Wednesday, November 23, 2005

One Face at the Border. No, two!

It has never been clear to anyone why in the process of making the Department of Homeland Security, half of Customs was carved off into another agency. Previously, we had the U.S. Customs Service in the Department of Treasury. Customs had compliance folks, entry personnel, and investigative agents (known as "Special Agents"). When Customs moved to Homeland Security, it was merged together with Immigration and Naturalization folks and some Agriculture Inspectors. The stated goal was to produce "one face at the border." This required cross training Customs Inspectors for agriculture issues, Immigration inspectors for customs issues, etc. There is a certain undeniable logic in this.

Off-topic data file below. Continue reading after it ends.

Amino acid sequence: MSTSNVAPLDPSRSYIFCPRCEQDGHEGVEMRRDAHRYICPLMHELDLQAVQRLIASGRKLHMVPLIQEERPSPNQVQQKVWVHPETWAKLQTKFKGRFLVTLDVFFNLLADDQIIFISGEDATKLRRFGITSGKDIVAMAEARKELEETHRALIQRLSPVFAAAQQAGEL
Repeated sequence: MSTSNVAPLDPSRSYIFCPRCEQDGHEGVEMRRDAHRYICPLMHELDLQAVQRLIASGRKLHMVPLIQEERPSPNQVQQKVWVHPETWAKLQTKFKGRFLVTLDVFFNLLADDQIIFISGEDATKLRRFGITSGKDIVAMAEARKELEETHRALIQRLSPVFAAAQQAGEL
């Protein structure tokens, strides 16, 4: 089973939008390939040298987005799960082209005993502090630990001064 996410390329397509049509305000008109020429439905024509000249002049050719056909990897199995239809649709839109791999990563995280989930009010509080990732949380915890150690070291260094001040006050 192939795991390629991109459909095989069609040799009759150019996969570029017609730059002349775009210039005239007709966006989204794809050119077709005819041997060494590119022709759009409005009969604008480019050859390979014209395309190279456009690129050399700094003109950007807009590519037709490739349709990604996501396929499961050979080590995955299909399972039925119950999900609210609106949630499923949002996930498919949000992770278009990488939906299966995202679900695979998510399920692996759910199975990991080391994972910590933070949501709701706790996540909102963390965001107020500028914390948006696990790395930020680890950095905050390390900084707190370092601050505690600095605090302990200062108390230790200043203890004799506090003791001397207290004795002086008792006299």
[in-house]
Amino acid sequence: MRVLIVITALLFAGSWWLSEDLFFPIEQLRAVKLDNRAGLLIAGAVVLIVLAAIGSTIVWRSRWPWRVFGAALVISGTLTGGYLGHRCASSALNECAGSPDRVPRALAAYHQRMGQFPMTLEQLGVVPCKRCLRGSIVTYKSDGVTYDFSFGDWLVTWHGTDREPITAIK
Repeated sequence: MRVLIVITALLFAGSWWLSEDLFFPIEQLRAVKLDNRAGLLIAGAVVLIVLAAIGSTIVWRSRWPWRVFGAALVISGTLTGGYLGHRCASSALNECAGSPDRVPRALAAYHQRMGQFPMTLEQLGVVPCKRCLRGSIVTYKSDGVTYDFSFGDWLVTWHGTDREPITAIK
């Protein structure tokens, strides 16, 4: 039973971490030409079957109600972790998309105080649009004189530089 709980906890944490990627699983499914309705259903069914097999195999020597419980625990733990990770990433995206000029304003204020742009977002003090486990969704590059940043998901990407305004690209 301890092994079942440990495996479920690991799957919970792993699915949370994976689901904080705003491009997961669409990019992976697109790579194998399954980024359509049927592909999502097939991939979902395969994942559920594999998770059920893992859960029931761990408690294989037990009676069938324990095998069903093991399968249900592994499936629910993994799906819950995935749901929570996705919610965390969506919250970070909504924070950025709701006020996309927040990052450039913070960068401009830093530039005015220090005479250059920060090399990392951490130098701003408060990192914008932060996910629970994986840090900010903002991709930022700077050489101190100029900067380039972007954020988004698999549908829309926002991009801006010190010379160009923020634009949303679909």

But, the Special Agents (and their Immigration equivalents) were moved into a wholly different bureau called Immigration and Customs Enforcement.

This has not worked all that smoothly. There is growing pressure in Washington to merge the agencies. That would make sense. Special Agents are there to help enforce the customs laws and regulations as well as to interdict narcotics and the instrumentalities of terrorism. Their job would appear to require constant contact with other customs and immigration professionals. They need to be coordinated and there is probably some redundancy in function and expense.

Right now seems to be an opportune time to do this. The Commissioner of Customs is, as of today, a private citizen. And, Julie Myers, the nominee to head up ICE has not been confirmed (and may not be). Maybe what is needed is a single person designated to run both agencies simultaneously with the stated goal of bringing them together by some date certain.

There is a good article about some of this here.

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